Younger Construction Employees May Not Lead the Way to the Digital Future


A primary research report from IRONPROS examines the degree to which younger professionals entering the construction industry will drive adoption of transformational technologies including:

  • Artificial Intelligence (AI)
  • Internet of Things (IoT)
  • Augmented/Virtual Reality
  • Connected Equipment
  • Autonomous Equipment


This is the fourth installment in the 2023 State of The Industry Construction Technology Report from IRONPROS and ForConstructionPros.

Multiple construction experts, journalists and vendors have posited that while the construction industry has been slow to adopt these technologies when compared to other industrial sectors, technology could be helpful in attracting younger workers.

Some have also posited that more complete adoption of these technologies across various industries may be helped along by these same younger workers. One 2019 report from the Committee for European Construction Equipment describes this “chicken and egg” problem where younger people are more accepting of technology, but technology will be helpful for recruiting younger workers:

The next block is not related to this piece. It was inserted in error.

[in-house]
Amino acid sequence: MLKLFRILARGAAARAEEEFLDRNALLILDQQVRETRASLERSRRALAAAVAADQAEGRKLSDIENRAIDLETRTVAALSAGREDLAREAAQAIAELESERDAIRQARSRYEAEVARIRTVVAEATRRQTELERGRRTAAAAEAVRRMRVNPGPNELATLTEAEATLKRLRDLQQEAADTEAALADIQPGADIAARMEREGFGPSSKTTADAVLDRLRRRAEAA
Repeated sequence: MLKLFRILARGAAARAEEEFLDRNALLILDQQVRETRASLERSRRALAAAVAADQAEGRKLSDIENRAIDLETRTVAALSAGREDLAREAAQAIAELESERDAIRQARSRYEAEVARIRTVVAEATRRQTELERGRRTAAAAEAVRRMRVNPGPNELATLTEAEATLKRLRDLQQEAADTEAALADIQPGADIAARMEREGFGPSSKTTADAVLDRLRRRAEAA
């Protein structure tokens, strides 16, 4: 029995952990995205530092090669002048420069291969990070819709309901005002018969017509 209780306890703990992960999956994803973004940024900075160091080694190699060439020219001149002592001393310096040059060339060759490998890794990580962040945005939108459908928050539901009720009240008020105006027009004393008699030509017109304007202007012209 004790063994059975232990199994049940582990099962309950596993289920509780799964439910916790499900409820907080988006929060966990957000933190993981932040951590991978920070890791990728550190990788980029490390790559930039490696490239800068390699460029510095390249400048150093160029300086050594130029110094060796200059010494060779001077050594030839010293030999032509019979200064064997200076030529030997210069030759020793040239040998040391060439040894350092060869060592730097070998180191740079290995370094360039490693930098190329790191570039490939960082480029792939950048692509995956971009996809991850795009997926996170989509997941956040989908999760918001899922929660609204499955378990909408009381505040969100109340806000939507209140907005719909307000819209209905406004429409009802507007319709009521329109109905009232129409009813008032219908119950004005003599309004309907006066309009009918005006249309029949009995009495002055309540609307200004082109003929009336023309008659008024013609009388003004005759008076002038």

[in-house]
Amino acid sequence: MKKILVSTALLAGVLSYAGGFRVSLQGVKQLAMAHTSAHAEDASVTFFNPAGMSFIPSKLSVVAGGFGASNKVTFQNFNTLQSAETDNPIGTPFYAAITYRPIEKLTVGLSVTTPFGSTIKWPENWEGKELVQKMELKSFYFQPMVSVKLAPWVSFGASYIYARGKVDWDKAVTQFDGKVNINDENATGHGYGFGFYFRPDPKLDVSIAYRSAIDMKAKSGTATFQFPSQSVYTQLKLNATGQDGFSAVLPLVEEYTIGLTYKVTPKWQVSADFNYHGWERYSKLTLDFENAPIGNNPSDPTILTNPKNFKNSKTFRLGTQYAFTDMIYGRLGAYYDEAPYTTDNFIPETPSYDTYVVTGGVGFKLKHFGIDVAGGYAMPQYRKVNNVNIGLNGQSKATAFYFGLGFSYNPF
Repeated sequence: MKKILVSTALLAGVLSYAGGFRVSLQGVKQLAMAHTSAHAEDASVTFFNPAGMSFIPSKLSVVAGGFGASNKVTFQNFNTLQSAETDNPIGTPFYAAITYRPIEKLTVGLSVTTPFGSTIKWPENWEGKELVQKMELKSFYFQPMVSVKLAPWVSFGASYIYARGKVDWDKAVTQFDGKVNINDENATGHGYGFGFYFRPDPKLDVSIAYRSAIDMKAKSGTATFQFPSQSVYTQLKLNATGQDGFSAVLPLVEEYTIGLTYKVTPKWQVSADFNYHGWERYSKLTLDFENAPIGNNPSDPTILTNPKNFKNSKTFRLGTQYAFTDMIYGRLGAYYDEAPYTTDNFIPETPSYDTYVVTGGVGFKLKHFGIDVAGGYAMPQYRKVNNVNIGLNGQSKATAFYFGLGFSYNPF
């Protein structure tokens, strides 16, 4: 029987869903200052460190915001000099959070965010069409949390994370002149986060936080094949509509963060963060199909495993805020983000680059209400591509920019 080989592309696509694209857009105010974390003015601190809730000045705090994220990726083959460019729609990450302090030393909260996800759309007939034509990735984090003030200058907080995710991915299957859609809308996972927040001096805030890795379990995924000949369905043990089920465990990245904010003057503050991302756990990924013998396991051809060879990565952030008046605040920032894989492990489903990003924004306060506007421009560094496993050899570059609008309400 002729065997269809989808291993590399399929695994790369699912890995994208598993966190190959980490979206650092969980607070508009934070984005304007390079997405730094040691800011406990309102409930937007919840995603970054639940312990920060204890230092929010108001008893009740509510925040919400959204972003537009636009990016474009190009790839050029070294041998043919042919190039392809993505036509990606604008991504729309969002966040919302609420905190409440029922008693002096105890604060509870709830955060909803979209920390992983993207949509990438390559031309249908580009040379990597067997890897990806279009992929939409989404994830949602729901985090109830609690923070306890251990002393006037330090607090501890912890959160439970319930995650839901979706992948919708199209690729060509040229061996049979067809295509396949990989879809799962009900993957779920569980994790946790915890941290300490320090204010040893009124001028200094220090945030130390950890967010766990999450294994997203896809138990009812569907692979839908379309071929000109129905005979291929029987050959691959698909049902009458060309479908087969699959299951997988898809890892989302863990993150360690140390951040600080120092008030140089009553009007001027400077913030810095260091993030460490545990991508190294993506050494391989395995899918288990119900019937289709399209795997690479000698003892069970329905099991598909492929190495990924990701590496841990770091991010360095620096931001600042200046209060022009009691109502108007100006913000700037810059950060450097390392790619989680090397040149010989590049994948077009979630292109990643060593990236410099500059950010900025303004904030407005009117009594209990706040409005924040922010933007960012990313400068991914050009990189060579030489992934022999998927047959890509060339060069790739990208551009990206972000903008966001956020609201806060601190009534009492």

“From the interviews it emerges that the construction sector suffers from a ‘generational issue.’ Older workers, who have developed a strong expertise and knowledge, represent the majority of the construction workforce (in the US the average age of construction workers has increased by seven years between 1985 and 2014 and the trend is similar in EU countries as stated in the European Construction Sector Observatory reports). However, they tend to be less open to the adoption of digital technologies. While the average age of construction workers has been constantly increasing and in many cases retirement age is approaching, it has not been coupled with an increased presence of younger generations. Young people still consider the construction sector as ‘dirty, dangerous and demeaning.’ This is also one of the reasons why the number of women in the sector tends to be much lower than their male counterparts.”

The study report, available for free download, suggests seeing potential for disruptive technologies in construction correlates more closely to a corporate position makes them appreciate the contribution they can make to lowering cost and risk, shortening timelines or increasing margin than to age.

“It is certainly true that our consumer technologies have advanced faster in most cases than the technology we see used in construction and some other industries,” AC Business Media Ron Spink said. “But what will drive AI, IoT and other disruptive tech into contracting businesses and construction sites is not the fact that it is cool, but the fact that it can improve outcomes. Our data suggest the construction professionals being measured on results will be the ones most loudly clamoring for technology that can improve these results.”

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